Special Deputy Collector K Durai explained to us that going back to Lanka was not a simple problem for these refugees.

"There is a particular procedure that has to be followed. The concerned refugee has to give me an application which I forward to the local collector," he says.

The collector asks for a report from the local police station inside the camp. There is a repartition committee in the collectorate which finally decides on the issue.

The refugees are given air tickets from Chennai or ship tickets from Tuticorin.


Image: Shashi Mary, a refugee staying in the Mandapam camp, had refused to marry an older man.
Photographs: A Ganesh Nadar/Rediff.com
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Tamil Nadu is the only home they know

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There are only 2,421 refugees at the Mandapam camp now, which has a capacity of over 15,000 people. Security around the camp is now relaxed. Earlier, they were very strict about local Indians not entering the camp or interacting with the refugees.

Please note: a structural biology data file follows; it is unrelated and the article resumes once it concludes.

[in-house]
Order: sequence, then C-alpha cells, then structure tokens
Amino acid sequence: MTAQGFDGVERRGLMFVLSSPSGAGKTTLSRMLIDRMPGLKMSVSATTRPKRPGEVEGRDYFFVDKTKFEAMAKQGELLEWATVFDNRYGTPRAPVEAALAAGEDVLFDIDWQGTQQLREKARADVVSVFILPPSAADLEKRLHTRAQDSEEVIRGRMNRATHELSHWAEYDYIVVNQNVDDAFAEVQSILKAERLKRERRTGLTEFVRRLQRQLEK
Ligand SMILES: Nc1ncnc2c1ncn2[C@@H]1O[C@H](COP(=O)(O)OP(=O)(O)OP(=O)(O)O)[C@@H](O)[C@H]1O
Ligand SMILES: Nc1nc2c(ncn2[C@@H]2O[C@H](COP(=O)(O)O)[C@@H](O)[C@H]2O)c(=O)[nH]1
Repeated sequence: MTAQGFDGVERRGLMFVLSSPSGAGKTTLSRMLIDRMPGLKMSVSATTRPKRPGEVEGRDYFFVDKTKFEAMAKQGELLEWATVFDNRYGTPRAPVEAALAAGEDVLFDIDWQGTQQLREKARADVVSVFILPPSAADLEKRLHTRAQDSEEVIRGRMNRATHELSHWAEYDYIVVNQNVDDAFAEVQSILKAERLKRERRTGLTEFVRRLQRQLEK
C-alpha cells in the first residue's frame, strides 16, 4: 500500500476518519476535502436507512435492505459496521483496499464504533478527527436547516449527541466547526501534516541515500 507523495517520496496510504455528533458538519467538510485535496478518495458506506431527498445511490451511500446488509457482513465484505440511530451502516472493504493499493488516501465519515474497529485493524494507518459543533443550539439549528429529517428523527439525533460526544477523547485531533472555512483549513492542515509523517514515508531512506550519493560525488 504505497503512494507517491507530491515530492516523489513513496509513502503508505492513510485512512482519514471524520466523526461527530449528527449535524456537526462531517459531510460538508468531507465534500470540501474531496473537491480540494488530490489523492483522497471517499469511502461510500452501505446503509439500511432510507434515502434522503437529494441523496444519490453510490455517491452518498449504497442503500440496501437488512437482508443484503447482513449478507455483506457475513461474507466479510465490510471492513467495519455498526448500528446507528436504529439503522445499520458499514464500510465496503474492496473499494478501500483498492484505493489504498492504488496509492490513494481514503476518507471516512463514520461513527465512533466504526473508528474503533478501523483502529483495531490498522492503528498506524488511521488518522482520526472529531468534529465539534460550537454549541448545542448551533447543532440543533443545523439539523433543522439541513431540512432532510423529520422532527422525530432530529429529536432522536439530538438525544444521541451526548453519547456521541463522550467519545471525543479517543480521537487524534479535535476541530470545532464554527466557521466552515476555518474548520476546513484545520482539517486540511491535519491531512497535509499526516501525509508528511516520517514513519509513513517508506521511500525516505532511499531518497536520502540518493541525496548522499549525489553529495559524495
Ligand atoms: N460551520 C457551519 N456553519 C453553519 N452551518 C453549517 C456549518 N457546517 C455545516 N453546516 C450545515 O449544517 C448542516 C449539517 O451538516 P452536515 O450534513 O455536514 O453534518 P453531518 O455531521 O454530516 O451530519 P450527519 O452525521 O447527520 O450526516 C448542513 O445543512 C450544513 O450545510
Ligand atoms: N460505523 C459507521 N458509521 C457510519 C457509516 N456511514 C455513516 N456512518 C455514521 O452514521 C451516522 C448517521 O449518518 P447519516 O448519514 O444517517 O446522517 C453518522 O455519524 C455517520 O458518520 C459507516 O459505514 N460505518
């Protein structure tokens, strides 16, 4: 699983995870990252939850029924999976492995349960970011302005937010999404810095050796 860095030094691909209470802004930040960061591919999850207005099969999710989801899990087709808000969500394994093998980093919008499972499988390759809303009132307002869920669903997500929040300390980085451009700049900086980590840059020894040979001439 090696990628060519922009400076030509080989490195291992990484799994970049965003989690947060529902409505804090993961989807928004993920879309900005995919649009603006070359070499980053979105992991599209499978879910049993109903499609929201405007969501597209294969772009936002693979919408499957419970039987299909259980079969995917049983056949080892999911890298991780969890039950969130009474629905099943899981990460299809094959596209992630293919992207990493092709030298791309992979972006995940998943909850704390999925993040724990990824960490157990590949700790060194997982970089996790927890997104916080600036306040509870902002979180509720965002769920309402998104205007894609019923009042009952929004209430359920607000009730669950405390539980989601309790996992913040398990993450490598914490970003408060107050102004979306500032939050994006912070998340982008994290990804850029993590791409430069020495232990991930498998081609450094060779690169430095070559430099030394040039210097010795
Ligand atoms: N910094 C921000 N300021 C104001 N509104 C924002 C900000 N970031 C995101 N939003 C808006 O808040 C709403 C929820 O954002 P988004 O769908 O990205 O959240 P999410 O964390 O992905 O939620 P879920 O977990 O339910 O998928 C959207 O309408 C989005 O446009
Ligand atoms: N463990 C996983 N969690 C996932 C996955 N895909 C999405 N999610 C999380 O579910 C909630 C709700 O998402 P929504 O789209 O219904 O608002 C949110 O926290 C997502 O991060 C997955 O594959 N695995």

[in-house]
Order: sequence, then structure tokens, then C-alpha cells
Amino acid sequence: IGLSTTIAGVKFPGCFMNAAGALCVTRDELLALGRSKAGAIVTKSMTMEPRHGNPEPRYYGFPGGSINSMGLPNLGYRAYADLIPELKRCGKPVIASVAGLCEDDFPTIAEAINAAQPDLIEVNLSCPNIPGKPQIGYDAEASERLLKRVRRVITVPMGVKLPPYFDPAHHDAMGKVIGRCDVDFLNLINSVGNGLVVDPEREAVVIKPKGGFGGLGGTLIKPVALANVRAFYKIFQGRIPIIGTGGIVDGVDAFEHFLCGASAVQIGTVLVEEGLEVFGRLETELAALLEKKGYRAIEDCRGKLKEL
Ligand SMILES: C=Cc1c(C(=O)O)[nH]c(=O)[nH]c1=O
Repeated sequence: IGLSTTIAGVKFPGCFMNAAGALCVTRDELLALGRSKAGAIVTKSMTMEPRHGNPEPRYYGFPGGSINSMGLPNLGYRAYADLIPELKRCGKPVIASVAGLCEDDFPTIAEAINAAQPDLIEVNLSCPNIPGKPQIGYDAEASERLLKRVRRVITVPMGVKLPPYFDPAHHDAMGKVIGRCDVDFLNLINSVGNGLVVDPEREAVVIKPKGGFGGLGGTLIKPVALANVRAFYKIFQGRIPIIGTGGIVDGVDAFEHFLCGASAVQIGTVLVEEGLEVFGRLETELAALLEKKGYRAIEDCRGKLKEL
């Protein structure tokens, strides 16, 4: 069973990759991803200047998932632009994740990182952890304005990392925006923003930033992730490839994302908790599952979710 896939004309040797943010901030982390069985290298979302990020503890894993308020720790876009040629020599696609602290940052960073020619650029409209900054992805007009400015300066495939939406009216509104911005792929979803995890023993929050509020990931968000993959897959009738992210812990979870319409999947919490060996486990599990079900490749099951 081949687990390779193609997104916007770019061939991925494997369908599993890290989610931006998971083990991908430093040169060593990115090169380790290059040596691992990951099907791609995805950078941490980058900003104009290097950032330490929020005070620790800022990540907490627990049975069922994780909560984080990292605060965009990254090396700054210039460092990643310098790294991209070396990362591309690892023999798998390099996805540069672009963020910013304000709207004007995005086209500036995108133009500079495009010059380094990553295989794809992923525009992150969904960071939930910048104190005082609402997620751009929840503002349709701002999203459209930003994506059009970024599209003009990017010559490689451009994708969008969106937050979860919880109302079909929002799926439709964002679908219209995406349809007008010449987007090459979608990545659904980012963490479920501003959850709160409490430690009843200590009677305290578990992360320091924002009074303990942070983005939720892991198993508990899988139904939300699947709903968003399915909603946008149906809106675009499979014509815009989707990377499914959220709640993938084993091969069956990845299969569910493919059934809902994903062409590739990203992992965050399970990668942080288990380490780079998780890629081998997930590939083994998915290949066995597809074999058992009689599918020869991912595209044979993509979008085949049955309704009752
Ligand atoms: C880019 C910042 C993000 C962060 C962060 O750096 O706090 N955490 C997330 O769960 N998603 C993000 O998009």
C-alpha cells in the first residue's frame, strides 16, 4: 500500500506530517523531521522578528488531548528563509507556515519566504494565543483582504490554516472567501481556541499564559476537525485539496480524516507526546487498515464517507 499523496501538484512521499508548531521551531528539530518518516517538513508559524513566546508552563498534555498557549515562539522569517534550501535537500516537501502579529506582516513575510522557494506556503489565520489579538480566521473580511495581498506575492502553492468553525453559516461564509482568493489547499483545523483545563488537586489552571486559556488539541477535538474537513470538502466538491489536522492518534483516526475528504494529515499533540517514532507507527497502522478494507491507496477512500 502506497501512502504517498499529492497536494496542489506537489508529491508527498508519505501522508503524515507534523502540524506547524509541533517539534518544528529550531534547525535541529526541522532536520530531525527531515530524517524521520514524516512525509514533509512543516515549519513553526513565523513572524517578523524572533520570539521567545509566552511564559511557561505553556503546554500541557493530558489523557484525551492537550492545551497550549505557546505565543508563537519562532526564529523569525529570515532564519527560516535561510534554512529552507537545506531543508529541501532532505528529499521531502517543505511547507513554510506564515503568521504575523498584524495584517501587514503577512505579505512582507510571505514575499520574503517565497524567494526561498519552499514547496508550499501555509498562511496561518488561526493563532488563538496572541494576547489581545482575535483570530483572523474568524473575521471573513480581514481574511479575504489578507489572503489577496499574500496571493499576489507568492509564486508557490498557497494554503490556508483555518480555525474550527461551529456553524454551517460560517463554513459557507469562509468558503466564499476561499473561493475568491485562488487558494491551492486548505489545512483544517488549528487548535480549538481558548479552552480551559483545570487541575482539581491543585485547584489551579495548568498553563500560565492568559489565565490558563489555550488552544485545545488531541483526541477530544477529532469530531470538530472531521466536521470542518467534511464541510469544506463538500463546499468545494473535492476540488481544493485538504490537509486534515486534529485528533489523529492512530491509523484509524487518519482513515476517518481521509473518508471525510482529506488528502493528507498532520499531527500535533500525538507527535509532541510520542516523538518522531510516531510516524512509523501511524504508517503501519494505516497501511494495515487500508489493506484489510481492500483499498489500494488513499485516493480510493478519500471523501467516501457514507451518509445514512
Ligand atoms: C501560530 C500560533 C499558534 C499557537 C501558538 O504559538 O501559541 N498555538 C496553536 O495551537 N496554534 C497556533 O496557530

Now that the LTTE is no longer in the scene, the paranoid security apparatus is defunct. The cops here relax most of the time while they bully the fish seller for some prime fish.

The Lankans are reluctant to go back, particularly the very old ones, who will not be able to work once they get back home and won't have any doles like here. There is also another generation here which was born after 1983.

These refugees have never seen their homeland across the waters. Tamil Nadu is the only home they know. They are comfortable and happy here. They will not go back to a strange land from where their parents fled to escape discrimination.

And that discrimination is still very much there. Many feel that Lankan Tamils should be given Indian citizenship and be done with it.


Image: Sri Lankan refugee boys play at the Mandapam camp
Photographs: Babu Babu/Reuters